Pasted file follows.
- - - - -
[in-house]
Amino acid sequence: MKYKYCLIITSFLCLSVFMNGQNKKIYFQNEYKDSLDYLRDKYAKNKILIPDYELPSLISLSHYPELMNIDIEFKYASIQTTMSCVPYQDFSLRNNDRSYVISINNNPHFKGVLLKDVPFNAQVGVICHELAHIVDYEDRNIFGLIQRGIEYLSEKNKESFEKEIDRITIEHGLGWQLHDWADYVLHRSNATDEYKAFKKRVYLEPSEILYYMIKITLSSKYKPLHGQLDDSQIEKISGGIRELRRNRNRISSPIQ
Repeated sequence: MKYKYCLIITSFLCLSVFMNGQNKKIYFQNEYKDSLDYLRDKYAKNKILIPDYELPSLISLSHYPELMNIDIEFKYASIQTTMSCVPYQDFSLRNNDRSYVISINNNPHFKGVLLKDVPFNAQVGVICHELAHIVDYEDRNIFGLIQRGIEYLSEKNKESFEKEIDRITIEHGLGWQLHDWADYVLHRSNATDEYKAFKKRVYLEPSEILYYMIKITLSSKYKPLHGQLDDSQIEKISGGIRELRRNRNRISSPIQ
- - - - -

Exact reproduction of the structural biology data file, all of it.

[in-house]
Amino acid sequence: MKYKYCLIITSFLCLSVFMNGQNKKIYFQNEYKDSLDYLRDKYAKNKILIPDYELPSLISLSHYPELMNIDIEFKYASIQTTMSCVPYQDFSLRNNDRSYVISINNNPHFKGVLLKDVPFNAQVGVICHELAHIVDYEDRNIFGLIQRGIEYLSEKNKESFEKEIDRITIEHGLGWQLHDWADYVLHRSNATDEYKAFKKRVYLEPSEILYYMIKITLSSKYKPLHGQLDDSQIEKISGGIRELRRNRNRISSPIQ
Repeated sequence: MKYKYCLIITSFLCLSVFMNGQNKKIYFQNEYKDSLDYLRDKYAKNKILIPDYELPSLISLSHYPELMNIDIEFKYASIQTTMSCVPYQDFSLRNNDRSYVISINNNPHFKGVLLKDVPFNAQVGVICHELAHIVDYEDRNIFGLIQRGIEYLSEKNKESFEKEIDRITIEHGLGWQLHDWADYVLHRSNATDEYKAFKKRVYLEPSEILYYMIKITLSSKYKPLHGQLDDSQIEKISGGIRELRRNRNRISSPIQ